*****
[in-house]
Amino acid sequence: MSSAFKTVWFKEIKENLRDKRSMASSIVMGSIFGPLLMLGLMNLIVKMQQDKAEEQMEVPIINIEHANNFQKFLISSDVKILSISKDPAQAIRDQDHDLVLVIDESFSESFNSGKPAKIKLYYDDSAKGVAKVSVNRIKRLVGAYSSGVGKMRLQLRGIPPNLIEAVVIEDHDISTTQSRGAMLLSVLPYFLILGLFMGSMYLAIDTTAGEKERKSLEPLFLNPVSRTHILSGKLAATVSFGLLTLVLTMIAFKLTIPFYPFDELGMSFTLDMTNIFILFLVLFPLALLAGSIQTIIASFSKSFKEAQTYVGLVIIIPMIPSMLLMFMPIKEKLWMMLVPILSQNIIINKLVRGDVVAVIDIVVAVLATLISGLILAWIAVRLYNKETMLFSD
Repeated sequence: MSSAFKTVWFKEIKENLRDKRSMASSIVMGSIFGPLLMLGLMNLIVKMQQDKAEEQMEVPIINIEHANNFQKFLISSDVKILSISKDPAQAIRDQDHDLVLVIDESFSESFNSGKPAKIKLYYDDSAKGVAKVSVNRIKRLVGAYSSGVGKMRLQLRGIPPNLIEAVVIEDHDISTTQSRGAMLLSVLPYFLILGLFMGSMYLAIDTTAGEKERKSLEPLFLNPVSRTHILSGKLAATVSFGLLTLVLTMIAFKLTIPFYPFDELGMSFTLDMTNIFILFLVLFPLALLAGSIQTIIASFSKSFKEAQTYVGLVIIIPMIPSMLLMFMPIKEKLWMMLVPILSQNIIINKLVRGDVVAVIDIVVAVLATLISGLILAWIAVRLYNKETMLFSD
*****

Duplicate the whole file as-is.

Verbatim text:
[in-house]
Amino acid sequence: MSSAFKTVWFKEIKENLRDKRSMASSIVMGSIFGPLLMLGLMNLIVKMQQDKAEEQMEVPIINIEHANNFQKFLISSDVKILSISKDPAQAIRDQDHDLVLVIDESFSESFNSGKPAKIKLYYDDSAKGVAKVSVNRIKRLVGAYSSGVGKMRLQLRGIPPNLIEAVVIEDHDISTTQSRGAMLLSVLPYFLILGLFMGSMYLAIDTTAGEKERKSLEPLFLNPVSRTHILSGKLAATVSFGLLTLVLTMIAFKLTIPFYPFDELGMSFTLDMTNIFILFLVLFPLALLAGSIQTIIASFSKSFKEAQTYVGLVIIIPMIPSMLLMFMPIKEKLWMMLVPILSQNIIINKLVRGDVVAVIDIVVAVLATLISGLILAWIAVRLYNKETMLFSD
Repeated sequence: MSSAFKTVWFKEIKENLRDKRSMASSIVMGSIFGPLLMLGLMNLIVKMQQDKAEEQMEVPIINIEHANNFQKFLISSDVKILSISKDPAQAIRDQDHDLVLVIDESFSESFNSGKPAKIKLYYDDSAKGVAKVSVNRIKRLVGAYSSGVGKMRLQLRGIPPNLIEAVVIEDHDISTTQSRGAMLLSVLPYFLILGLFMGSMYLAIDTTAGEKERKSLEPLFLNPVSRTHILSGKLAATVSFGLLTLVLTMIAFKLTIPFYPFDELGMSFTLDMTNIFILFLVLFPLALLAGSIQTIIASFSKSFKEAQTYVGLVIIIPMIPSMLLMFMPIKEKLWMMLVPILSQNIIINKLVRGDVVAVIDIVVAVLATLISGLILAWIAVRLYNKETMLFSD